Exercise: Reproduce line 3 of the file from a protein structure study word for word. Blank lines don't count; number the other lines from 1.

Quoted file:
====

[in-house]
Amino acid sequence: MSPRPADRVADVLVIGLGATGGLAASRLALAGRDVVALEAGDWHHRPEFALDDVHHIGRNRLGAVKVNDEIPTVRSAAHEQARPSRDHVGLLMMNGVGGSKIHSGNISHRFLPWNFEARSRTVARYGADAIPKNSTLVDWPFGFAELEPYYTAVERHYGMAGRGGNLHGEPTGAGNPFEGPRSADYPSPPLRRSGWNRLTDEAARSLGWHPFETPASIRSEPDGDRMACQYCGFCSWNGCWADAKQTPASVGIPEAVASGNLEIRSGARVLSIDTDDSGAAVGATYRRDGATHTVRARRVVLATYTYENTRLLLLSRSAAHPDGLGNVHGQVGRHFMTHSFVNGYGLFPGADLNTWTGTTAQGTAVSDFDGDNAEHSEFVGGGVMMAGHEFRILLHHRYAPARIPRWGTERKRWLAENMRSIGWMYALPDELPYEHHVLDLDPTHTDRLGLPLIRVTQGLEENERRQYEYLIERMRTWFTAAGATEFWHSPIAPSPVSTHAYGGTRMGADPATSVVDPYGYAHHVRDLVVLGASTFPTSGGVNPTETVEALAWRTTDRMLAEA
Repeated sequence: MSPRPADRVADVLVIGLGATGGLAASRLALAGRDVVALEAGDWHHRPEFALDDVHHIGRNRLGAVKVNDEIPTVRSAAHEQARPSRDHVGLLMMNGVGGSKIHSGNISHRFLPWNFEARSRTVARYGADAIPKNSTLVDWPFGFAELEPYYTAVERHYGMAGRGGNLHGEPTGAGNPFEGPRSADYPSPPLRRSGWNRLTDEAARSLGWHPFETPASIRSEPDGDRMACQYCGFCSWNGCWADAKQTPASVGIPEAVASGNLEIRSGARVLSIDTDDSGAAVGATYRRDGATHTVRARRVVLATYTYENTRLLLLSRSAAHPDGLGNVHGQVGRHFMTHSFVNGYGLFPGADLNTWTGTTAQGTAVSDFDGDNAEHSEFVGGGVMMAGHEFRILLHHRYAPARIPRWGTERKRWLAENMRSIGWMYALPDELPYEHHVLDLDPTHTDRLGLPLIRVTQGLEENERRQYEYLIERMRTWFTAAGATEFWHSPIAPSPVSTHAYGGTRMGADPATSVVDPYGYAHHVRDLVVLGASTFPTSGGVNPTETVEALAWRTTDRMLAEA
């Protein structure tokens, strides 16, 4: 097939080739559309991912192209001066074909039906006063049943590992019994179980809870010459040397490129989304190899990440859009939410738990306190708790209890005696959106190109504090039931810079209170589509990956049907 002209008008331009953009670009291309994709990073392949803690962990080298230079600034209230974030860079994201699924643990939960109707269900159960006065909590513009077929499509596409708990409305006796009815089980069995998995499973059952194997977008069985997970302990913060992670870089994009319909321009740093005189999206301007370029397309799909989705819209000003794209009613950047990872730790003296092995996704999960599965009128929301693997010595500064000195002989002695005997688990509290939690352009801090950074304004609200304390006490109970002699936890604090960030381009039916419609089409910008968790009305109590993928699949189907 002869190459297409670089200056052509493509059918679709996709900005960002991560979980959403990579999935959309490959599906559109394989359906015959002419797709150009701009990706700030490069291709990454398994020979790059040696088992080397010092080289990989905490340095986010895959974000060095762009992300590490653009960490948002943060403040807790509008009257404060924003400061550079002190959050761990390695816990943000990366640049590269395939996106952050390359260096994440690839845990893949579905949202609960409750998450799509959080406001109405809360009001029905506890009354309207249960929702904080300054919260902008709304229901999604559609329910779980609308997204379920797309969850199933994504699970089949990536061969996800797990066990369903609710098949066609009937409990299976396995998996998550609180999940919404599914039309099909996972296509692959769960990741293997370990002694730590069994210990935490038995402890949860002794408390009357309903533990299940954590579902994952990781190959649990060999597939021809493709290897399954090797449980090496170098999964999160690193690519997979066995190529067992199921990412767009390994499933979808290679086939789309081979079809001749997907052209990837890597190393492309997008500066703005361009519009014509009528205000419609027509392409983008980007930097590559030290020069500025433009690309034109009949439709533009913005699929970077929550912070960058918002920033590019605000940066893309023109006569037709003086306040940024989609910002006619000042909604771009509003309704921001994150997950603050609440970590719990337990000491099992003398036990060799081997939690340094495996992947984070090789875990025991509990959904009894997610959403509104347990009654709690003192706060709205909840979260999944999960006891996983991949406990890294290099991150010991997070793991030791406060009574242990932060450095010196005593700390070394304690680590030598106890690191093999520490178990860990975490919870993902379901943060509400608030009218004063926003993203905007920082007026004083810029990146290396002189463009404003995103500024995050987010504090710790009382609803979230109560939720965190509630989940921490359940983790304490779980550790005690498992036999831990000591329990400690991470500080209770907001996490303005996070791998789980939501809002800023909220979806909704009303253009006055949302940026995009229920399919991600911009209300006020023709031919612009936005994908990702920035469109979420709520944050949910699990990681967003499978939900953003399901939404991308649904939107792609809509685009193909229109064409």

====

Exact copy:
Repeated sequence: MSPRPADRVADVLVIGLGATGGLAASRLALAGRDVVALEAGDWHHRPEFALDDVHHIGRNRLGAVKVNDEIPTVRSAAHEQARPSRDHVGLLMMNGVGGSKIHSGNISHRFLPWNFEARSRTVARYGADAIPKNSTLVDWPFGFAELEPYYTAVERHYGMAGRGGNLHGEPTGAGNPFEGPRSADYPSPPLRRSGWNRLTDEAARSLGWHPFETPASIRSEPDGDRMACQYCGFCSWNGCWADAKQTPASVGIPEAVASGNLEIRSGARVLSIDTDDSGAAVGATYRRDGATHTVRARRVVLATYTYENTRLLLLSRSAAHPDGLGNVHGQVGRHFMTHSFVNGYGLFPGADLNTWTGTTAQGTAVSDFDGDNAEHSEFVGGGVMMAGHEFRILLHHRYAPARIPRWGTERKRWLAENMRSIGWMYALPDELPYEHHVLDLDPTHTDRLGLPLIRVTQGLEENERRQYEYLIERMRTWFTAAGATEFWHSPIAPSPVSTHAYGGTRMGADPATSVVDPYGYAHHVRDLVVLGASTFPTSGGVNPTETVEALAWRTTDRMLAEA